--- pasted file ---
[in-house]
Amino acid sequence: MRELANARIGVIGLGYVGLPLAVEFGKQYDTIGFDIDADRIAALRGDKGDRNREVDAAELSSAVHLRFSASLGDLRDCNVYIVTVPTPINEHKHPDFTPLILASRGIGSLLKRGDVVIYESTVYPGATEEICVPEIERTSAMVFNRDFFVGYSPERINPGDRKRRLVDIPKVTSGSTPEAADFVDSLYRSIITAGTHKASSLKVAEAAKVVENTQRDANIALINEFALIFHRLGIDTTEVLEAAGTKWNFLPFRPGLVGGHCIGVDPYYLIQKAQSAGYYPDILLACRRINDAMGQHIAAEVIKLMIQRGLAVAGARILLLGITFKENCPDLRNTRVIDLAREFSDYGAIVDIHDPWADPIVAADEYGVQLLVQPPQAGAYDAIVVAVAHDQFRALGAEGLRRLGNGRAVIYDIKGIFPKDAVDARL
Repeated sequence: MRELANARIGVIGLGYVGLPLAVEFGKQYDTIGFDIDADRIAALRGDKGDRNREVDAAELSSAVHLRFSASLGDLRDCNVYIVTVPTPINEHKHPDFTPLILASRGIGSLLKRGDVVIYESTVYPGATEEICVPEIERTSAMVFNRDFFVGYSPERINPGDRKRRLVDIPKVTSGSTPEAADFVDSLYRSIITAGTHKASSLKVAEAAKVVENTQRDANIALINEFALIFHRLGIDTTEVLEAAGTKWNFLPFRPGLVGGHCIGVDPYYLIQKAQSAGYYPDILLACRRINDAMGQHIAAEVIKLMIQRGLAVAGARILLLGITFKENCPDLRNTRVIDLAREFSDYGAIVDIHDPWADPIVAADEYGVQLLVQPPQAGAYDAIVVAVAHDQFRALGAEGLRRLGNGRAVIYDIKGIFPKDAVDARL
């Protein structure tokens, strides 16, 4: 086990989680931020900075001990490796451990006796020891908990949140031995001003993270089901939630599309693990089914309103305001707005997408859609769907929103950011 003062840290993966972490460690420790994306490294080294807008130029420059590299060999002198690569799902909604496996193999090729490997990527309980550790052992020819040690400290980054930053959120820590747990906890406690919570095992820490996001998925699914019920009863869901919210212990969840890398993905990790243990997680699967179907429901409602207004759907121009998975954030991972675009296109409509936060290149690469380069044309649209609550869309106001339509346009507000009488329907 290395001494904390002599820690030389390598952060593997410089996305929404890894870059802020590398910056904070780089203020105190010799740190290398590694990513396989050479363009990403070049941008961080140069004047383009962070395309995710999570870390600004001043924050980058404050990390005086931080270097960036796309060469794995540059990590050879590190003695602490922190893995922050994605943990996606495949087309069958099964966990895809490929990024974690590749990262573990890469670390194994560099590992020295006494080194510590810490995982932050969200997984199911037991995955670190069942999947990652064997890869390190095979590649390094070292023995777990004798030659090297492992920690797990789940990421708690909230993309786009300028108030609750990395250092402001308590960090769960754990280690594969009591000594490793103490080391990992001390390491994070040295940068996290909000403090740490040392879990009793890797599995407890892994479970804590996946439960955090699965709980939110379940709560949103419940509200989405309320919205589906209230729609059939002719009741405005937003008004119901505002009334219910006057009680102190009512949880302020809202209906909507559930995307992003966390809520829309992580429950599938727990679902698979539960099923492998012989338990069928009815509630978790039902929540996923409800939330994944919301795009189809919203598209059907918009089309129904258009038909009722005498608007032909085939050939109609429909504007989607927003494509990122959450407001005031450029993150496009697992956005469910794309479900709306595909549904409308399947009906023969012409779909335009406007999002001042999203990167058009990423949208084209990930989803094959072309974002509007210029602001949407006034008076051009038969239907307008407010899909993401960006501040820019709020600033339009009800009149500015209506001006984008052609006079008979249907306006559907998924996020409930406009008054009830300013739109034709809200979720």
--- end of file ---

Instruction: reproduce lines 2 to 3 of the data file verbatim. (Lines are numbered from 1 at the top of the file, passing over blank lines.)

Amino acid sequence: MRELANARIGVIGLGYVGLPLAVEFGKQYDTIGFDIDADRIAALRGDKGDRNREVDAAELSSAVHLRFSASLGDLRDCNVYIVTVPTPINEHKHPDFTPLILASRGIGSLLKRGDVVIYESTVYPGATEEICVPEIERTSAMVFNRDFFVGYSPERINPGDRKRRLVDIPKVTSGSTPEAADFVDSLYRSIITAGTHKASSLKVAEAAKVVENTQRDANIALINEFALIFHRLGIDTTEVLEAAGTKWNFLPFRPGLVGGHCIGVDPYYLIQKAQSAGYYPDILLACRRINDAMGQHIAAEVIKLMIQRGLAVAGARILLLGITFKENCPDLRNTRVIDLAREFSDYGAIVDIHDPWADPIVAADEYGVQLLVQPPQAGAYDAIVVAVAHDQFRALGAEGLRRLGNGRAVIYDIKGIFPKDAVDARL
Repeated sequence: MRELANARIGVIGLGYVGLPLAVEFGKQYDTIGFDIDADRIAALRGDKGDRNREVDAAELSSAVHLRFSASLGDLRDCNVYIVTVPTPINEHKHPDFTPLILASRGIGSLLKRGDVVIYESTVYPGATEEICVPEIERTSAMVFNRDFFVGYSPERINPGDRKRRLVDIPKVTSGSTPEAADFVDSLYRSIITAGTHKASSLKVAEAAKVVENTQRDANIALINEFALIFHRLGIDTTEVLEAAGTKWNFLPFRPGLVGGHCIGVDPYYLIQKAQSAGYYPDILLACRRINDAMGQHIAAEVIKLMIQRGLAVAGARILLLGITFKENCPDLRNTRVIDLAREFSDYGAIVDIHDPWADPIVAADEYGVQLLVQPPQAGAYDAIVVAVAHDQFRALGAEGLRRLGNGRAVIYDIKGIFPKDAVDARL